17 I was put in charge of preparing our responses 

18 to the court. Those responses indicate to the judge how 

19 we're going to move forward, the processes that we are 

20 going to take, how we're going to identify dates and 

21 make commitments to achieving those dates. And if we 

22 cannot meet those dates, be able to communicate not only 

23 with the judge, but with the PLO and other stakeholders, 

24 why, and what steps we're going to take to meet the 

25 issues that we've encountered that may preclude us from 



42 



1 achieving those dates . 

2 One of the things I wanted to highlight today 

3 is not a lot of data. I've got data that I can share 

4 with you. After this, I would be happy to leave it with 

5 you. But I want to put in perspective, I think, some 

6 things that DJJ has done recently that prove we care.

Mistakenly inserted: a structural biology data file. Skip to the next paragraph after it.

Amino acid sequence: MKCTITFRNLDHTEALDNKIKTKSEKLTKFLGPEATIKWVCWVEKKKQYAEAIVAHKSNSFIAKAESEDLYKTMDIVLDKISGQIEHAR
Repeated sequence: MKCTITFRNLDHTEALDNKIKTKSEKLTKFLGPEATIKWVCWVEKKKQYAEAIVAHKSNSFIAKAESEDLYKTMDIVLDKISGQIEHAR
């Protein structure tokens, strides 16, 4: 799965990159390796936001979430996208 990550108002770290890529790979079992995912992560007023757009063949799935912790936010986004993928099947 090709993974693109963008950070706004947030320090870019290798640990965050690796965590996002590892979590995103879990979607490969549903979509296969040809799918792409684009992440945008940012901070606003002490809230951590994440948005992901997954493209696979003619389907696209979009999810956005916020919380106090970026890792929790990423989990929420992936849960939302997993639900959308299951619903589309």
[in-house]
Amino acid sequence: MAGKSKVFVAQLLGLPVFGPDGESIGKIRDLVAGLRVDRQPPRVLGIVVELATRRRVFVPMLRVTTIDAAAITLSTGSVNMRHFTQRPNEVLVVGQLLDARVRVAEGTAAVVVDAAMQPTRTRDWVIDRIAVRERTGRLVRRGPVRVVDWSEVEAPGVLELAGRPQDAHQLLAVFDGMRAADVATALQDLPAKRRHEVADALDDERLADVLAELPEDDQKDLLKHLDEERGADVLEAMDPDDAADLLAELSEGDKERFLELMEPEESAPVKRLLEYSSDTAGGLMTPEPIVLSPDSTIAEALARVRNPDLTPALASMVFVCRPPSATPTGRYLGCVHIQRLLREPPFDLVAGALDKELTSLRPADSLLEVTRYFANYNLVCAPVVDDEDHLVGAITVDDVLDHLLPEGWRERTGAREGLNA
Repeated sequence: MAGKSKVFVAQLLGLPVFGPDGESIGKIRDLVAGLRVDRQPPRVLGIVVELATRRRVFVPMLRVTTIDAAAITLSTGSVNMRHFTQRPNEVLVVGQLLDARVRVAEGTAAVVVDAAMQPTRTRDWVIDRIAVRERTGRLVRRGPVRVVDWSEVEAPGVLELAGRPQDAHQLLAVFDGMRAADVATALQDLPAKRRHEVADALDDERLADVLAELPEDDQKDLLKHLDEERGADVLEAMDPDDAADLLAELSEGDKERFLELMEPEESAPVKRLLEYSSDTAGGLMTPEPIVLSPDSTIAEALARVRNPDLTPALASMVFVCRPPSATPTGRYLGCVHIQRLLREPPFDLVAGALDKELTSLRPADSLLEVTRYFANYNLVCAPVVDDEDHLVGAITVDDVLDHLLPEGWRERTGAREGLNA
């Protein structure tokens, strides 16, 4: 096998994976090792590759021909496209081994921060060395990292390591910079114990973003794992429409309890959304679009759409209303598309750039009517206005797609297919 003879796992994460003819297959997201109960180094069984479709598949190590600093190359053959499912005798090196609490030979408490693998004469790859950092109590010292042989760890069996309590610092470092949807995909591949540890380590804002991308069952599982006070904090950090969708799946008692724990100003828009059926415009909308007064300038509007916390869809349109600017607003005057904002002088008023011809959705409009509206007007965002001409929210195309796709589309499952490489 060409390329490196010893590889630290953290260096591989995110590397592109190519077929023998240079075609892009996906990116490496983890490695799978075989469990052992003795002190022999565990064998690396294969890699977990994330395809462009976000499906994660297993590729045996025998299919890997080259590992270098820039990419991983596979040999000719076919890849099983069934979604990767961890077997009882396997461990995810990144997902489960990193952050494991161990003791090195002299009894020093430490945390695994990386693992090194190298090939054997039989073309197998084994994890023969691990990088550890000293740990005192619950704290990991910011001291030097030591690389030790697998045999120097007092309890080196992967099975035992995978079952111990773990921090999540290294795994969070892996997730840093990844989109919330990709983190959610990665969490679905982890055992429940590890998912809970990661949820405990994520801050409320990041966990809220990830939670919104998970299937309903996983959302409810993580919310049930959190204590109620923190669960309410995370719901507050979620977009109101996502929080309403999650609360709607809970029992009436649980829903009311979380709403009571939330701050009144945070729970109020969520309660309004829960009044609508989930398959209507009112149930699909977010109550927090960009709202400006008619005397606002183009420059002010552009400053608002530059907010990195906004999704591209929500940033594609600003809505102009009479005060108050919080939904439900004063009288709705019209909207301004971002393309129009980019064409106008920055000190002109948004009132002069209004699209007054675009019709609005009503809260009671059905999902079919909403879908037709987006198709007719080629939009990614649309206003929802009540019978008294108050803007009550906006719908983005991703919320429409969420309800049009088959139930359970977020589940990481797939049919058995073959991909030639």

7 I mentioned a little bit about education. 

8 Education is a glowing example within DJJ of how we're 

9 making improvements. Our last academic year, we had the 

10 most youth who went through and got and received a GED, 

11 who received a diploma, who received a vocational 

12 certificate, and those who enrolled in college courses. 

13 Violence in our facilities is way down. I 

14 wasn't around back in '05- '06, but from what I 

15 understand violence in our facilities was pretty doggone 

16 bad. 

17 Today when you walk in a facility, it's much, 

18 much better than it was. Is it where we want it to be? 

19 No. Do we need it to improve? Yes. But it's a lot 

20 better.